And that man was Riston. This fight was, perhaps, a little too wide to be immortal, Ritson winning by valid scores of 117-112 and 116-112 twice (my score), but the twelfth round gives pause for thought.  Davies strength of character in coming back over and over again from Ritson bombs in this round was the highlight of both the fight and the British boxing year.

British Breakthrough of the Year: John Ryder

John Ryder (28-5) traveled out to Las Vegas in May and blasted out the unranked Australian puncher Bilal Akkawy in three. This put him in line for a shot at the world’s number one super-middleweight Callum Smith. This was awkward for Smith, who believed he was ready for box office. Ryder wasn’t that. He was, on paper, merely a solid contender, and with a 5’9 frame and 72” inch reach, probably a middleweight one. Smith, at 6’2, 78”, could perhaps be forgiven for taking the fight a little lightly.

If he did, it was in error.

Ryder slipped Smith’s very first jab beautifully. He then nicked a desperately close round on generalship. His plan, to wait, wait and wait, then punch his way in and aggressively smother Smith on the ropes with busy hands, resulted in a fight that was, although not electric, poised, absorbing and fascinating.

Again and again Smith seemed to find the range but again and again Ryder, using a deep stance but bracing his weight across alternate legs depending upon Smith’s position, continued to upset his rhythm and his work with rushing, mauling attacks. It was comical at first to see the little man bury himself on Smith and whale away but by the fourth it was clear that Smith was in a fight.

After eight they looked dead level and when Ryder crashed out of his corner in his tenth and eleventh the fight seemed in the balance. With a torrid twelfth too close to call any one of three results seemed possible.

With so many close rounds – and the first, second, fifth, eighth, tenth and twelfth were all desperately close – it is always possible that the official scorecards will seem unsatisfying and this was such an occasion. 116-112 twice and 117-111 seemed off. I had it a draw – many had Ryder the winner.

The reaction to this result was fascinating. Sympathy for Ryder was almost universal and it is interesting to me that the TBRB, Boxing Monthly and Boxing News all continue to rank Ryder among their top ten in the division. Even more unlikely, Eddy Reynoso, who coaches Canelo Alvarez, has mentioned Ryder as a possible future opponent. He made an impression in defeat that many fail to make in victory.

Ryder lost the only truly meaningful fight he boxed in 2019 but he’s the breakout star from the UK with some massive fights a possibility in his future, not least a possible rematch with Smith.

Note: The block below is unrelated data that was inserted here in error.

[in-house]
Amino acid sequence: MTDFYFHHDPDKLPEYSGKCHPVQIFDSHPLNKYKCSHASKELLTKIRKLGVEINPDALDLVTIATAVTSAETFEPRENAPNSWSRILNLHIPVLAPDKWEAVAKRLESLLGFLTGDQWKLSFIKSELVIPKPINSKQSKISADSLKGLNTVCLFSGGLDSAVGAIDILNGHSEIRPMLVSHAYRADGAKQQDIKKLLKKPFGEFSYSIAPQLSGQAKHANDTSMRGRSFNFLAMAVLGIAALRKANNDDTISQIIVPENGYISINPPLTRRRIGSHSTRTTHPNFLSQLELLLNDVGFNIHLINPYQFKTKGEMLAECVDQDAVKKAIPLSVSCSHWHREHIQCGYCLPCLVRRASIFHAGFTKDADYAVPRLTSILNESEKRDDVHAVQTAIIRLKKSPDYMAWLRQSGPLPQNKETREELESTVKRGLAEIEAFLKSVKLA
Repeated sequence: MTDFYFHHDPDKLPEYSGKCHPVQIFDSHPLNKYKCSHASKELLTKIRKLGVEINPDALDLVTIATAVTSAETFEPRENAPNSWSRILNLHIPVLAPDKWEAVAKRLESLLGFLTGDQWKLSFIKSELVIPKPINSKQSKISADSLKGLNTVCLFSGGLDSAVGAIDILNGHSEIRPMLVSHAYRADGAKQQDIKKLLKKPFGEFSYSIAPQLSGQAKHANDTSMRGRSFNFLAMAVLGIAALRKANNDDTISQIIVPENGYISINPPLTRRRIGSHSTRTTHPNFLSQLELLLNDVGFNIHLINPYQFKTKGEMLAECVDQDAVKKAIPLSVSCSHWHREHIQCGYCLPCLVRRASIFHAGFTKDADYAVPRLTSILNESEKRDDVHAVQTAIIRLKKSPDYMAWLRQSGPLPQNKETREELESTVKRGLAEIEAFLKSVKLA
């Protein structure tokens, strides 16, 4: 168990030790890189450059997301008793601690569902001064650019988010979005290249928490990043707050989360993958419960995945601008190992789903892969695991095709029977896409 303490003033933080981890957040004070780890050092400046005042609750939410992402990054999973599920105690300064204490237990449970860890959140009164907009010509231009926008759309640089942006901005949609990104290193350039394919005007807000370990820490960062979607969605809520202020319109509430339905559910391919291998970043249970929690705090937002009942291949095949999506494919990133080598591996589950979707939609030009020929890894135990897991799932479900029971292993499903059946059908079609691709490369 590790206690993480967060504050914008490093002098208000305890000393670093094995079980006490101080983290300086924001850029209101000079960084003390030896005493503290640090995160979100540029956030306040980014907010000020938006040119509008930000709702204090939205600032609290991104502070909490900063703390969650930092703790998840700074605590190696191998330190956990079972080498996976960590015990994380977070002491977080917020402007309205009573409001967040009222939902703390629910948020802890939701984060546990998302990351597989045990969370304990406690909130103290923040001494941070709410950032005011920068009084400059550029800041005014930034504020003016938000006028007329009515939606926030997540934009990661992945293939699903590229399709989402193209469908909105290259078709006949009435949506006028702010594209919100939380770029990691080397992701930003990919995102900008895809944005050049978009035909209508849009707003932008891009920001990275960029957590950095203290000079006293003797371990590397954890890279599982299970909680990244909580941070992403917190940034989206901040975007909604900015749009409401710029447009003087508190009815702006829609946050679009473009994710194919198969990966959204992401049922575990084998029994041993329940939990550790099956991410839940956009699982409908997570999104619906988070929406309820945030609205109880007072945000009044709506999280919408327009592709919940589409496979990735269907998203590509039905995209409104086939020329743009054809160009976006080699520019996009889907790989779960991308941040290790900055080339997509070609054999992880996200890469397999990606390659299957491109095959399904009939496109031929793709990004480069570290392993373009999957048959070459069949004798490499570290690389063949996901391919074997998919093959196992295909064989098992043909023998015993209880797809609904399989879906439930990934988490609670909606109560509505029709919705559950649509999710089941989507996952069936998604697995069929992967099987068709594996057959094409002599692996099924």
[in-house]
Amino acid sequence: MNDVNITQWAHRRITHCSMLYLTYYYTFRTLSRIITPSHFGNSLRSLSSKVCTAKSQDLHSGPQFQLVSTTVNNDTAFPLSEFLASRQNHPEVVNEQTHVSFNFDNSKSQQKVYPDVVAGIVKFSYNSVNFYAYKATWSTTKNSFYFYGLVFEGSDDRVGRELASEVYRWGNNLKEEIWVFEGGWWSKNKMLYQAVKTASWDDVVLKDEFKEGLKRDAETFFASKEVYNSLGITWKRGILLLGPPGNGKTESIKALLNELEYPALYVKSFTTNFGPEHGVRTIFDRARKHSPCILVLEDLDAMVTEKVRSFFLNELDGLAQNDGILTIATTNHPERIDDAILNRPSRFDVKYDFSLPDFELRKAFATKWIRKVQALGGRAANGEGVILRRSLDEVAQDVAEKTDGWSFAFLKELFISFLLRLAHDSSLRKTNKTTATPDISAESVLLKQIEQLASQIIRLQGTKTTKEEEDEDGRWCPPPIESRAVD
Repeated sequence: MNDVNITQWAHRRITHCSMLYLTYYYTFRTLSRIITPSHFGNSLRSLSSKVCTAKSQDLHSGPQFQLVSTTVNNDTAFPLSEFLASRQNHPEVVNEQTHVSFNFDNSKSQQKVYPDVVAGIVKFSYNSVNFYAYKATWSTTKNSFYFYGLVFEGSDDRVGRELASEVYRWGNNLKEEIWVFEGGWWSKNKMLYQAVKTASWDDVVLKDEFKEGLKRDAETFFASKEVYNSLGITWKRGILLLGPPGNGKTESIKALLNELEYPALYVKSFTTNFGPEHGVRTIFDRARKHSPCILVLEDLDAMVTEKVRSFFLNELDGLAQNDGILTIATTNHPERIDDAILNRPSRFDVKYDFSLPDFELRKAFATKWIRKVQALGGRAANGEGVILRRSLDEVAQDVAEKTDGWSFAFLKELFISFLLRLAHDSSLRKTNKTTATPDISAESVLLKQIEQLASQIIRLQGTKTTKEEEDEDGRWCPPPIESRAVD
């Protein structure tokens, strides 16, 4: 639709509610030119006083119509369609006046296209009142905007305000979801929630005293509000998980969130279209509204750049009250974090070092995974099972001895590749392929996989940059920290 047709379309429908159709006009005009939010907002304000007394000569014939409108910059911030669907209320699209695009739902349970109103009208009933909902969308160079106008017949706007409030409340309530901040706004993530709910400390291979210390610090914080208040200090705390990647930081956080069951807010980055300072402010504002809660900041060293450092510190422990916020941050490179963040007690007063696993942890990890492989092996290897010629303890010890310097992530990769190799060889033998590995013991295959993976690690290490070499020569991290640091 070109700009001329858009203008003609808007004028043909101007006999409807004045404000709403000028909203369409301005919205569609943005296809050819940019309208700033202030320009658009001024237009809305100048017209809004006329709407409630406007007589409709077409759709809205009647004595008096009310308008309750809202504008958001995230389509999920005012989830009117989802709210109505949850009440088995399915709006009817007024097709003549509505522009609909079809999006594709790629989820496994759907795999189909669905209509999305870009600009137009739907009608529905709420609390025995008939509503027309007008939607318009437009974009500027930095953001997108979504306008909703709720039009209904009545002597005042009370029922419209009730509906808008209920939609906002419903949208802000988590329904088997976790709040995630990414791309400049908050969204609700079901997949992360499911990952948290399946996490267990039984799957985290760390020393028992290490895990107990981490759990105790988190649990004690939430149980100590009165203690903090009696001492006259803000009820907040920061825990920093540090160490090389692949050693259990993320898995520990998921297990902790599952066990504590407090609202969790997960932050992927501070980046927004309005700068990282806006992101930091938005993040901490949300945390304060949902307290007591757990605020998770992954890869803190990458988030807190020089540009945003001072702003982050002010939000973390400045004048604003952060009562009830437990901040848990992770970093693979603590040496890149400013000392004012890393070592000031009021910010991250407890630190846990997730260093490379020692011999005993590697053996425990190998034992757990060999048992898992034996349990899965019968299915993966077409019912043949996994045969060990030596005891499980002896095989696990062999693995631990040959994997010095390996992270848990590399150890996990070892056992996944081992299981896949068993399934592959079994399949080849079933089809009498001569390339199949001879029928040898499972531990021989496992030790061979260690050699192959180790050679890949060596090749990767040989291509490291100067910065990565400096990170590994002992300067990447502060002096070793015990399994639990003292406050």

British Prospect for 2020: Daniel Azeez

Daniel Azeez (11-0) had a busy 2019, boxing thirty rounds across five different fights, all victories, four of them by knockout. But it is another number which makes Azeez my British prospect to watch for the coming twelve months and that number is “30”, his age.

Azeez took up boxing as an amateur late and after a respectable if unglamorous unpaid career, turned professional in 2017. A light-heavyweight, he’s not in a desperate hurry, but his apprenticeship should be truncated given his years.

As to that inglorious amateur career, Azeez is sure his style is more suited to the paid ranks.  This is a bell often rung by amateurs who met with limited success, but Azeez is a little more specific than most, picking perhaps the most “professional” fighter of all as the one his style most echoes, Marvin Hagler.

Azeez is built a little like the great middleweight, defined but with a certain litheness, and he favors the same attire for the ring: old-school ring-robe, knee-high socks, even the maroon colored trunks Marvin favored.

As to his style, there are some similarities. Azeez stepped up this past June against the stoic Charlie Duffield, who he did away with in six. What most impressed me about this performance was the steady manner in which Azeez broke his man down. He started off confidently, no small matter given that he was on the undercard of the Dillian Whyte-Oscar Rivas pay-per-view card, and by the fifth was exhibiting total dominance. That speaks of a layered offence rather than athletic superiority, though he enjoyed aspects of that too.

What made Hagler a genius was economy; he wasted almost nothing and that is perhaps the hardest skill to master in the ring because it combines so many elements of other skills and abilities. Azeez has the beginning of excellent timing in the ring and if he displays one third of what Hagler had in that department he has the makings of a very good fighter.

azeez